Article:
ST. LOUIS — Fletcher Lane has been gainfully employed throughout the Great Recession. Not only that, he's held his job as a sales manager with Corning Inc.'s fiber optic division for 17 years and a similar position with another company for 14 years before that.
The 59-year-old Clayton, Mo., resident has weathered the bum economy better than most.
But he still has a message worth passing along to those who haven't fared quite as well the past couple of years. It's about finding a niche — and maybe a few extra bucks — doing something you truly enjoy outside your primary source of income.
And it starts with a recurring and somewhat disingenuous theme sounded by career counselors and self-help gurus — and Ryan Bingham, the hatchet man (played by George Clooney) who travels the country axing employees in Up in the Air.
Unemployment is a great opportunity.
There is an inkling of truth in all this. After all, joblessness has forced 15 million Americans to either reinvent or take a long, hard look at themselves and their careers.
Reinvention, unfortunately, can also translate into underemployment in jobs well below pay grade, from the standpoint of both intellect and salary. And this is where Lane comes in.
He is proof that there is more than one way to support oneself and that the second job, if you play your cards right, can be just as satisfying, if not more so, than the first.
Lane didn't set out to be a sales manager upon graduation from Saint Louis University. Truth be known, he sort of fell into the job, liked it and decided to stick it out.
About 10 years into his career, Lane became a serious bicyclist. So serious that he started to compete locally on the amateur circuit. At a Carondelet Park race one afternoon, the performance of the announcers caught Lane's attention.
"They were just kind of dull," he remembered.
Lane figured he could do better. Heaven knows, he had the genes to do so. His father worked briefly as a broadcaster at KMOX -FM and, for years, his mother taught drama and speech at Washington University.
Before long, Lane moved from the race course to the broadcast booth, calling races not only locally, but at events in different parts of the country. The cycling gigs led to a regular engagement as the voice of a series of national triathlon events and the occasional marathon. Unintentionally, Lane had gone from one career to two.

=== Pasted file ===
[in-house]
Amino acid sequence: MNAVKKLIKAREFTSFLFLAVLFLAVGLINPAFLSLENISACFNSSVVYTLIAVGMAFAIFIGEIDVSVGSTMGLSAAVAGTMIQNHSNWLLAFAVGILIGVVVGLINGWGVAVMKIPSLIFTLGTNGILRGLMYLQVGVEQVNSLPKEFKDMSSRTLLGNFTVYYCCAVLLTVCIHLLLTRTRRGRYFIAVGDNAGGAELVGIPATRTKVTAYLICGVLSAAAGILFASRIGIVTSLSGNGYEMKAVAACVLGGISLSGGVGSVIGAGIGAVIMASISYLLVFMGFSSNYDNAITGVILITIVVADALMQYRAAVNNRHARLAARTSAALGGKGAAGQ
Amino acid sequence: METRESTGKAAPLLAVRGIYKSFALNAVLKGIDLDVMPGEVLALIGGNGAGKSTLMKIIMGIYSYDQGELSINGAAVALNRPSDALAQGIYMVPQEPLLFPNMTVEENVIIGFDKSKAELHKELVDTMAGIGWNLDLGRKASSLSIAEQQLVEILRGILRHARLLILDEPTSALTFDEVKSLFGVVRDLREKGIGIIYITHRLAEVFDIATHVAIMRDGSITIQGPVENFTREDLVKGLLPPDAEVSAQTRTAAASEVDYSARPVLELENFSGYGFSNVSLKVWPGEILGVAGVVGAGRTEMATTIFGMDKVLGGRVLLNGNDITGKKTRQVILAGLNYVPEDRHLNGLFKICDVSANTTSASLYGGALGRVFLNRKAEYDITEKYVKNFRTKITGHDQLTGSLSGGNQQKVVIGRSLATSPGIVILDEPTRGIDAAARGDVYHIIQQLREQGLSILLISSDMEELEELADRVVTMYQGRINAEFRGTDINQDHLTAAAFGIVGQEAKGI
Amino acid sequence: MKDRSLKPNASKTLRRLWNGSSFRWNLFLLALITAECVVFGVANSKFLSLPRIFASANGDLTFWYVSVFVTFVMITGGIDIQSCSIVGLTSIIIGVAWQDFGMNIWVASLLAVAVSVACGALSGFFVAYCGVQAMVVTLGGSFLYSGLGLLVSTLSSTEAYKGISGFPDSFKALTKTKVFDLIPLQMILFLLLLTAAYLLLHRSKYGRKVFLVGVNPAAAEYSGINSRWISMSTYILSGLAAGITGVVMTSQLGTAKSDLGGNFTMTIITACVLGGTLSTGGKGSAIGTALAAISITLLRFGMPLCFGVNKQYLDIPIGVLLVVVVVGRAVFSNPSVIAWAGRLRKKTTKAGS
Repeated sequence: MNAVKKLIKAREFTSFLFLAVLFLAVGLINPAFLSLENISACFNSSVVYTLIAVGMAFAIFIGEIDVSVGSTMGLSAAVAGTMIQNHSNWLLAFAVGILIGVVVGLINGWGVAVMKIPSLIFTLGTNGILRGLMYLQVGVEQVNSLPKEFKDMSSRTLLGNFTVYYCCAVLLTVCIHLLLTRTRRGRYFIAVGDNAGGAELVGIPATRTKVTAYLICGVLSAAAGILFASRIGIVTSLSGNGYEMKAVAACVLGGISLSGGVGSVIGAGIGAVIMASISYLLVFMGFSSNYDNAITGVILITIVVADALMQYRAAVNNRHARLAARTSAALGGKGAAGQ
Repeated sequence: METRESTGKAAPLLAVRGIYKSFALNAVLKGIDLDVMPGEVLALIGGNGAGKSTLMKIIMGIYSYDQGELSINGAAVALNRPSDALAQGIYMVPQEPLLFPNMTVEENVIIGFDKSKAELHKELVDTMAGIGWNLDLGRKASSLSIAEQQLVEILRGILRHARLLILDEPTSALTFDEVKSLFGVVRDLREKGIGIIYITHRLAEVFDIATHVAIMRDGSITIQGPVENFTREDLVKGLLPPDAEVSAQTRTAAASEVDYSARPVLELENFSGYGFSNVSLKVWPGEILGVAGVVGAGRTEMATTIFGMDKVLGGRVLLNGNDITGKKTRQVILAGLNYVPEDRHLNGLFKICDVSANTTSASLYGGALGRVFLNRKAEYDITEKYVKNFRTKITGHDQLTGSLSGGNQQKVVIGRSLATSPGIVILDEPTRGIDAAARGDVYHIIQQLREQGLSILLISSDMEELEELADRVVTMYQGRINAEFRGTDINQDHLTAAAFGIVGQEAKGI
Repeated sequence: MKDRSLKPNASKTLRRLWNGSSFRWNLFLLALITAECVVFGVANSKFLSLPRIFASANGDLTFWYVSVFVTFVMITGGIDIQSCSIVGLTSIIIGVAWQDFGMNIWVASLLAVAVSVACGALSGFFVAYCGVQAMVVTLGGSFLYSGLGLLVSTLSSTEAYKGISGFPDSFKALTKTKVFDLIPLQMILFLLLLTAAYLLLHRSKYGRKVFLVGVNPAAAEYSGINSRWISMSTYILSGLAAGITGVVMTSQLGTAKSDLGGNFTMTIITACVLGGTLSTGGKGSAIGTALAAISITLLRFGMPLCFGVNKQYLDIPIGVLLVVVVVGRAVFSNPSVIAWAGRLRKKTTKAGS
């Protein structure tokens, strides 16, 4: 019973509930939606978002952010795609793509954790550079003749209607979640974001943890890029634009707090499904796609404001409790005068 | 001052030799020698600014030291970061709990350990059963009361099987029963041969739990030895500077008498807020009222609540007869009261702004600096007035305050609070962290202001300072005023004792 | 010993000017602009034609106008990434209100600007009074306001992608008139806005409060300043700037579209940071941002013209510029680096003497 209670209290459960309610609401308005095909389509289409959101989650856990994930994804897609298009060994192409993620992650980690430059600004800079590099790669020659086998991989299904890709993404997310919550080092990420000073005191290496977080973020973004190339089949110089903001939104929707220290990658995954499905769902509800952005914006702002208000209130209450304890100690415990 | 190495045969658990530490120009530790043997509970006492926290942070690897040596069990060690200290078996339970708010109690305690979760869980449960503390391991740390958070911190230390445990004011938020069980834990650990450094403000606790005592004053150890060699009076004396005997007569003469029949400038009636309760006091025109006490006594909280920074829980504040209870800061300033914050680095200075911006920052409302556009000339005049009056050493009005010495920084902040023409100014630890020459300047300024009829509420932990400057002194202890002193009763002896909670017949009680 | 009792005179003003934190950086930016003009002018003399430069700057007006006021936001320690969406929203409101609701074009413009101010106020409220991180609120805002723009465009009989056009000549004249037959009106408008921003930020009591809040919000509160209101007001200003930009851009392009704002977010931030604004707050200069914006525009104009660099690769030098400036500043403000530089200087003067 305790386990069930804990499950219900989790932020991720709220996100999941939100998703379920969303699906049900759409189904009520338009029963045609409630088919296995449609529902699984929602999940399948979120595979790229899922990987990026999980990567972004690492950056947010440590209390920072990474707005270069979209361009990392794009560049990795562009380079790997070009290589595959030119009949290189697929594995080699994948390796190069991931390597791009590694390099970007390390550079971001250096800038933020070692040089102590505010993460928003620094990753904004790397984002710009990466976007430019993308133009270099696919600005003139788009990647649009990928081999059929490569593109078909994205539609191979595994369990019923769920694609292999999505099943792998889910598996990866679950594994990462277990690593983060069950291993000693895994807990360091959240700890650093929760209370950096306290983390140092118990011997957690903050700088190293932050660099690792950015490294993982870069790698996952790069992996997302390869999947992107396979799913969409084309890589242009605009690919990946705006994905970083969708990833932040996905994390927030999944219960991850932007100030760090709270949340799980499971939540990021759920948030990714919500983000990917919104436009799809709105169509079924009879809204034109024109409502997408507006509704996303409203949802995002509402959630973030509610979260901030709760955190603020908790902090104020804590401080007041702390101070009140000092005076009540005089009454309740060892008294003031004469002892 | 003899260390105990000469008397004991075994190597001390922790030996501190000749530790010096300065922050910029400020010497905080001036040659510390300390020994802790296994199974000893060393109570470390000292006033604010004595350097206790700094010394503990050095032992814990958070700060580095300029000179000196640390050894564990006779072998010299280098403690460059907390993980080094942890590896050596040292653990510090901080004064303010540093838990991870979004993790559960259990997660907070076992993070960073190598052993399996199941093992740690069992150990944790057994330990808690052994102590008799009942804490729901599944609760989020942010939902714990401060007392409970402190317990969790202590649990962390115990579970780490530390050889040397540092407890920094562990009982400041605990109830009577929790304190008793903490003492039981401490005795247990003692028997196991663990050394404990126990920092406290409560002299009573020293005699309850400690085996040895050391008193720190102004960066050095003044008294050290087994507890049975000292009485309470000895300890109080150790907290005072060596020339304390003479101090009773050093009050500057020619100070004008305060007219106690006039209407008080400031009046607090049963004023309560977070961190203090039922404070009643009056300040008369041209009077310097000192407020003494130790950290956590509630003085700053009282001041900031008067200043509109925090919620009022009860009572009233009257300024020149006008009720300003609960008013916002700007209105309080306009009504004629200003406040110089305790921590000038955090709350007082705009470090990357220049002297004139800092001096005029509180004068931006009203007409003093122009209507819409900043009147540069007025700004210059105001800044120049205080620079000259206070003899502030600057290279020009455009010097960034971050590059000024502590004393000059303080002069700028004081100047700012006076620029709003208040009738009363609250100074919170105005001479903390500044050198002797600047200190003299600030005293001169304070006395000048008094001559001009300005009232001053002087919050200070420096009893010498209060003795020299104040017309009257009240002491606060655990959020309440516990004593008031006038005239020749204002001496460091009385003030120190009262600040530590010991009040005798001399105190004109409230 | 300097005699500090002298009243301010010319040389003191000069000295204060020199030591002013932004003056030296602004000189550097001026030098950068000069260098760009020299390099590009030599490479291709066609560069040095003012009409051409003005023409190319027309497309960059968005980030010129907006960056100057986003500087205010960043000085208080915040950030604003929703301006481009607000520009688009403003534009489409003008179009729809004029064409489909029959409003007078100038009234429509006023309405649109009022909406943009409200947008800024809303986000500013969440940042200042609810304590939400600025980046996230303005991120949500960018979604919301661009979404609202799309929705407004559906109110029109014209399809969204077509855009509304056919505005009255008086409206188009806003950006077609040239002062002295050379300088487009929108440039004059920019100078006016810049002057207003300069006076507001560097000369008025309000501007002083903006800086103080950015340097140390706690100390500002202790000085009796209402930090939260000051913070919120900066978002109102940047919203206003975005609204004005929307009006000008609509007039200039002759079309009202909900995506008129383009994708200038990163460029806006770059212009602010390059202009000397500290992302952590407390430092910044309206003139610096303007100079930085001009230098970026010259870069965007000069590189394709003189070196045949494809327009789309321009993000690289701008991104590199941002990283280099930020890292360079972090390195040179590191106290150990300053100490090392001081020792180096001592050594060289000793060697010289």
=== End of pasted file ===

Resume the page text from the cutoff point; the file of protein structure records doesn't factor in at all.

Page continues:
Eight years ago, a stranger listened to Lane call a race and approached him with a compliment about the cadences in his speech patterns.
"Ever thought of being an auctioneer?" she asked.
Actually, he hadn't.
Lane decided to give it a shot, enrolling in a one-week auctioneering course. And off went Lane's second career in yet another direction.
He's now a staple on the local nonprofit charity auction circuit, spending every other weekend on stages at schools, churches and community organizations hawking everything from Labrador puppies to opportunities to toss out the first pitch at a St. Louis Cardinals game.
"I've made a lot of money saying, 'Way to go,' " Lane chuckles.
Make no mistake, Lane loves his primary job. Being a sales manager offers the opportunity to interact with clients, travel and enjoy the satisfaction of putting together a well-crafted business deal.
In many ways, Lane says, the part-time weekend work enhances the full-time job by broadening his people skills.
With the economy repositioning so many displaced workers, Lane said he believes there is no reason others can't carve out a parallel and deeply satisfying career as well.
"If you have a talent, do something about it," he advises. "Express yourself in that venue. It's a shame if you don't."